HSBC Amanah Securities Services, part of HSBC Holdings, will more than double the value of the Islamic funds it services to exceed $10bn after it helps to set up funds in the next 12 to 18 months.
Demand for Islamic funds has risen in the past three to six months as the global economic slowdown prompted investors to seek alternative investments to help manage risk, according to Germain Birgen, Luxembourg-based global head of HSBC Amanah Securities. The unit will help set up more than 30 Sharia-compliant funds globally.
About $10 trillion was wiped from the value of global equities in the third quarter amid concern a worsening European debt crisis will derail global growth. Sharia law forbids gambling, investments in alcohol and receipt of interest, so fund managers have to select investments deemed halal, or permissible.
“Islamic funds are not exposed to the same level of derivative techniques as conventional funds,” he said in a telephone interview from Luxembourg today. “Conventional institutional managers, targeting institutional investors such as pension funds or insurance companies, are investing in socially responsible investments, which in most markets, Islamic funds fall under that category,” he said.
HSBC Amanah Securities has received a growing number of queries for Islamic funds from clients in countries, such as Australia, South Africa and Brazil, he said. “One project coming from Brazil relates to a private equity fund investing into farming, Brazil being one of the world’s biggest exporter of halal meat,” Birgen said.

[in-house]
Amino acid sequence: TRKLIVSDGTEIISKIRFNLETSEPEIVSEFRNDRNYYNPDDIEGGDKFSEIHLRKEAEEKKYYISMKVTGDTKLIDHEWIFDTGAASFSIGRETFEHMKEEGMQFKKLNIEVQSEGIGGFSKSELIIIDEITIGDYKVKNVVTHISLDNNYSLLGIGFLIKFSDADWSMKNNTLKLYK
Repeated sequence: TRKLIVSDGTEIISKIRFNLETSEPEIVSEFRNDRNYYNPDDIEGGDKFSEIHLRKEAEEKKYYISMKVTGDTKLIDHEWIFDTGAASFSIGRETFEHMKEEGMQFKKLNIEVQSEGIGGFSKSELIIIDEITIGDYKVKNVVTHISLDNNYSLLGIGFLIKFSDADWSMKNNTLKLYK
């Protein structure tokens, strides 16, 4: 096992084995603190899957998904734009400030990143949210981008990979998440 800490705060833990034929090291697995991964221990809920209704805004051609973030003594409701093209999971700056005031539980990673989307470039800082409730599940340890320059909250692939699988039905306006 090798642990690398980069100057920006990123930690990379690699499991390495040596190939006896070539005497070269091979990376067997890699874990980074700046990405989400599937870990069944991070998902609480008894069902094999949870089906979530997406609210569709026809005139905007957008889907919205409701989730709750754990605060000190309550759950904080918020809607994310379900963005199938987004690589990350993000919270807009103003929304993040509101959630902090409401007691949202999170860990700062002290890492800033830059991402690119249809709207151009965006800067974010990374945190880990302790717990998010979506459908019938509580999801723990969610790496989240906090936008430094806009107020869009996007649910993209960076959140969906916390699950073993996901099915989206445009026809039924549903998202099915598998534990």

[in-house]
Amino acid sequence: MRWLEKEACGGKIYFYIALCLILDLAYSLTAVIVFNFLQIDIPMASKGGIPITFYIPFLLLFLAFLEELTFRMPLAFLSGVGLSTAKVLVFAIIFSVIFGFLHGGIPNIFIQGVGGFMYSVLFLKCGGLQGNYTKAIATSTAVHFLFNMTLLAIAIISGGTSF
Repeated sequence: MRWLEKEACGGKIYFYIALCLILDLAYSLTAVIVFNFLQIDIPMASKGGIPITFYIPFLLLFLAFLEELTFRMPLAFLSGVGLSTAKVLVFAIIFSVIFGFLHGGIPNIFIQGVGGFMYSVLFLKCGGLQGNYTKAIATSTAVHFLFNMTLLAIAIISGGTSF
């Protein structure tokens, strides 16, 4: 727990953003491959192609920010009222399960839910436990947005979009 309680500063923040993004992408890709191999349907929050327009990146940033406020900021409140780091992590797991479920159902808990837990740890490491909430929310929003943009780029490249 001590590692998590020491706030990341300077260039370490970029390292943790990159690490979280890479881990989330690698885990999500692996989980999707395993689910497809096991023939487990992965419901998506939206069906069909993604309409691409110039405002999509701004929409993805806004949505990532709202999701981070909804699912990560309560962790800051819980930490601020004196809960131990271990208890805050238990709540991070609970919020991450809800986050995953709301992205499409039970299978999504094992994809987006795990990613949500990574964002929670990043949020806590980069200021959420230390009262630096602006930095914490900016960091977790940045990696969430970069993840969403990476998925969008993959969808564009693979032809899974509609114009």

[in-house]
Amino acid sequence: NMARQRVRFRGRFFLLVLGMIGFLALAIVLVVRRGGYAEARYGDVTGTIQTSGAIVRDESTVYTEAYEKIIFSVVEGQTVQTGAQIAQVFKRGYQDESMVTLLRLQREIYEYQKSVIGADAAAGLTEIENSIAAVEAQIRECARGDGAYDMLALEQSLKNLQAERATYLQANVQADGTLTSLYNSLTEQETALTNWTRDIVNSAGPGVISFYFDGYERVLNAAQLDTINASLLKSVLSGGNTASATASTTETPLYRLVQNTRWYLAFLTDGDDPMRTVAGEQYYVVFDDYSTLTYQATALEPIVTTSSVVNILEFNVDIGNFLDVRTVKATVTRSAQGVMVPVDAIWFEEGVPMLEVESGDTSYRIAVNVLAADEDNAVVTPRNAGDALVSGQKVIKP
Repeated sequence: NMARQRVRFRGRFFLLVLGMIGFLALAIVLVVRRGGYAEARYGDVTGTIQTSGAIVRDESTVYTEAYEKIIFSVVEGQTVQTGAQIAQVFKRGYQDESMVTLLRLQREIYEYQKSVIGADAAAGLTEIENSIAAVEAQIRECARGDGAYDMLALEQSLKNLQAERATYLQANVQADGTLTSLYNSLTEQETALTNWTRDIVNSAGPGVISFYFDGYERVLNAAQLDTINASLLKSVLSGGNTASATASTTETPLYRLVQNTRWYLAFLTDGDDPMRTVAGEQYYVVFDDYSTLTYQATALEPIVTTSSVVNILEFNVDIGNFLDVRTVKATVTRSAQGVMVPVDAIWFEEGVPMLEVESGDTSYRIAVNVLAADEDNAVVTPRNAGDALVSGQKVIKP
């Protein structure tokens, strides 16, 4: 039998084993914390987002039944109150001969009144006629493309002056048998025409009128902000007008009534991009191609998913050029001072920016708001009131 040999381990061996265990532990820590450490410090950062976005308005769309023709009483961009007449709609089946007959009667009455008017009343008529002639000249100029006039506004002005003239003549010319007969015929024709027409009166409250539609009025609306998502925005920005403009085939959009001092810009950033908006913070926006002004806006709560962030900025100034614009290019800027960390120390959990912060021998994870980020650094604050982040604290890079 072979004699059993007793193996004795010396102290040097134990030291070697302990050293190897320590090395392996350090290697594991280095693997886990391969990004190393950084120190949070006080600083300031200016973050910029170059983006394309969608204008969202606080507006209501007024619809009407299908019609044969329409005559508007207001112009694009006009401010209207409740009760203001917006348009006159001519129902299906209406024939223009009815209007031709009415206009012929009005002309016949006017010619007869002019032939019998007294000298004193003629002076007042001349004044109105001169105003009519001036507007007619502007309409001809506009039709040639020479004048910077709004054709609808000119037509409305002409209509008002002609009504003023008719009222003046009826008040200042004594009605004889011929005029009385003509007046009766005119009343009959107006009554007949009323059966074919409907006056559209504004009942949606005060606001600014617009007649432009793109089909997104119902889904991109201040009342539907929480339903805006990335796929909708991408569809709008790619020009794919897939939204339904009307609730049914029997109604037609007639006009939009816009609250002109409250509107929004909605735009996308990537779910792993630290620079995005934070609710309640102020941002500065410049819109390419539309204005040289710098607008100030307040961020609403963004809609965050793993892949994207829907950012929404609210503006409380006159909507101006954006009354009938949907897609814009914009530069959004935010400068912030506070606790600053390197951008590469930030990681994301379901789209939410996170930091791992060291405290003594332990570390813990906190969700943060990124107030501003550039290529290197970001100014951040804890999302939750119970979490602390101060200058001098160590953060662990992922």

Wealth from investors in the Gulf Cooperation Council will add more than $70bn to the so-called addressable Islamic fund universe by 2013, Ernst & Young MENA said last month.
“Increasingly, people are seeing the value in attracting the world’s Muslim wealth with such funds,” Birgen said. “With the current size of the industry, there aren’t enough funds.”
HSBC Amanah Securities services 90 funds in 12 domiciles valued at about $5bn, a tenth of the Sharia-complaint fund industry, Birgen said. Mature fund markets, such as Malaysia and Saudi Arabia, target mainly local investors, he said. The new funds will help attract “large, conventional players” worldwide.
The unit will help establish some of the funds in Luxembourg, Ireland and Singapore, where regulations are more familiar to international investors, he said.